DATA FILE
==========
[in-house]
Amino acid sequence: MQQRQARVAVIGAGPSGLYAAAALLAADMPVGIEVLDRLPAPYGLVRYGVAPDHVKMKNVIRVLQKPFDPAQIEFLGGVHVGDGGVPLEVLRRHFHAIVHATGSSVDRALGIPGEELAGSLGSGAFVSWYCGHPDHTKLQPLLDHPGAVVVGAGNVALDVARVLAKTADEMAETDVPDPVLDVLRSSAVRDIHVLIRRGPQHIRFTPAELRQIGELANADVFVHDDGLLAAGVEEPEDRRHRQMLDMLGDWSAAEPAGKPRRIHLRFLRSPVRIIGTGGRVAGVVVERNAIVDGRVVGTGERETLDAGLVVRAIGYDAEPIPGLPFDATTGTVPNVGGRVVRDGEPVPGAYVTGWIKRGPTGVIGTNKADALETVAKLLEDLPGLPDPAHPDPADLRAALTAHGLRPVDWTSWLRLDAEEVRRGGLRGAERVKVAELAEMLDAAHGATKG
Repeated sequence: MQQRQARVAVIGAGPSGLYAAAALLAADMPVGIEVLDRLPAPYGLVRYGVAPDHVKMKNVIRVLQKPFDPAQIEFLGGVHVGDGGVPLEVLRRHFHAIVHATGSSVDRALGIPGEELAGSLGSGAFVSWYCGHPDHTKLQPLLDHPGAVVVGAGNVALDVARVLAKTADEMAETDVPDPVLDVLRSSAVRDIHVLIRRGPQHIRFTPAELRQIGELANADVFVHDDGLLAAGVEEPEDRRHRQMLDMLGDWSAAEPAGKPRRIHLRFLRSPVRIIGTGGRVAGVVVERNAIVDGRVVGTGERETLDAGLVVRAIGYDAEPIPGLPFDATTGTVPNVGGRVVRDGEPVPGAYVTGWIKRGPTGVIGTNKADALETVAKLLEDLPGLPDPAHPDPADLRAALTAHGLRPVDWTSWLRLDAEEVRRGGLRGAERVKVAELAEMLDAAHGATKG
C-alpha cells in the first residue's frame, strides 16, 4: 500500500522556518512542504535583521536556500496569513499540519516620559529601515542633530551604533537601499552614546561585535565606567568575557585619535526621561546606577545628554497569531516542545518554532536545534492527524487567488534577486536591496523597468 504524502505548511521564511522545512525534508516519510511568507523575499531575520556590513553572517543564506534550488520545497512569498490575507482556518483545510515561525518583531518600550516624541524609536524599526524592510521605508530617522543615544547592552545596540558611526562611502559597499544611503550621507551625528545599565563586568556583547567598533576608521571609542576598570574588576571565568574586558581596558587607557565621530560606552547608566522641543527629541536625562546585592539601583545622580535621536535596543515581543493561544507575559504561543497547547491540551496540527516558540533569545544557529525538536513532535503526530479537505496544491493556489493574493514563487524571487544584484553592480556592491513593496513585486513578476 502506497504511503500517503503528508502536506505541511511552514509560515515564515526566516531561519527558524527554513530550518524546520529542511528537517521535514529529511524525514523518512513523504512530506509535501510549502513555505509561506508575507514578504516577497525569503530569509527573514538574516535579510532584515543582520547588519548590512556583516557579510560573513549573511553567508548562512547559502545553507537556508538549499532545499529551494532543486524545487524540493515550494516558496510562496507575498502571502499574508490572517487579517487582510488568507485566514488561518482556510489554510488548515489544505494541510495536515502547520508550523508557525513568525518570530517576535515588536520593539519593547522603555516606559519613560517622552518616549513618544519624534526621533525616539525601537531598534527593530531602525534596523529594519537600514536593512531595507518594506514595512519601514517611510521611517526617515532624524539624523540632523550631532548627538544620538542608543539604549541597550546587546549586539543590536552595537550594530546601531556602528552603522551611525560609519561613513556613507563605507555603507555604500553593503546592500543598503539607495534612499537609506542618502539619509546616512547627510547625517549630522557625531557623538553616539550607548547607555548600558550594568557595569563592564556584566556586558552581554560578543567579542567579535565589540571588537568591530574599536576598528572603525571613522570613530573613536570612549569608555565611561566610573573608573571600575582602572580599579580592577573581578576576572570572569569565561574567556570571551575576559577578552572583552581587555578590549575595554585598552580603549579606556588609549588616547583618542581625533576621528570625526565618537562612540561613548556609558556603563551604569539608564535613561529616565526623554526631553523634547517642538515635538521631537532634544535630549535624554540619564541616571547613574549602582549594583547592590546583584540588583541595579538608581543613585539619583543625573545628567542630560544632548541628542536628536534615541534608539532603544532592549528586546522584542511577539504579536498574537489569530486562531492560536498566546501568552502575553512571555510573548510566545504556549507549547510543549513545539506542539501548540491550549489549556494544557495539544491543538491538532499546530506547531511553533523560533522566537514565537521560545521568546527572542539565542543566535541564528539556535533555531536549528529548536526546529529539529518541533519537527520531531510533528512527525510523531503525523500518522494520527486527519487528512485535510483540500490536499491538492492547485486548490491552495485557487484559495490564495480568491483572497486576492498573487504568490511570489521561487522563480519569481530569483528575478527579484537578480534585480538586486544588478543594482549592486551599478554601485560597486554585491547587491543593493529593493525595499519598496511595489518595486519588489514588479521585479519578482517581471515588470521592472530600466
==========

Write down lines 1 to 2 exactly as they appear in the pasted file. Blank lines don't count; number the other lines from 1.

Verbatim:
[in-house]
Amino acid sequence: MQQRQARVAVIGAGPSGLYAAAALLAADMPVGIEVLDRLPAPYGLVRYGVAPDHVKMKNVIRVLQKPFDPAQIEFLGGVHVGDGGVPLEVLRRHFHAIVHATGSSVDRALGIPGEELAGSLGSGAFVSWYCGHPDHTKLQPLLDHPGAVVVGAGNVALDVARVLAKTADEMAETDVPDPVLDVLRSSAVRDIHVLIRRGPQHIRFTPAELRQIGELANADVFVHDDGLLAAGVEEPEDRRHRQMLDMLGDWSAAEPAGKPRRIHLRFLRSPVRIIGTGGRVAGVVVERNAIVDGRVVGTGERETLDAGLVVRAIGYDAEPIPGLPFDATTGTVPNVGGRVVRDGEPVPGAYVTGWIKRGPTGVIGTNKADALETVAKLLEDLPGLPDPAHPDPADLRAALTAHGLRPVDWTSWLRLDAEEVRRGGLRGAERVKVAELAEMLDAAHGATKG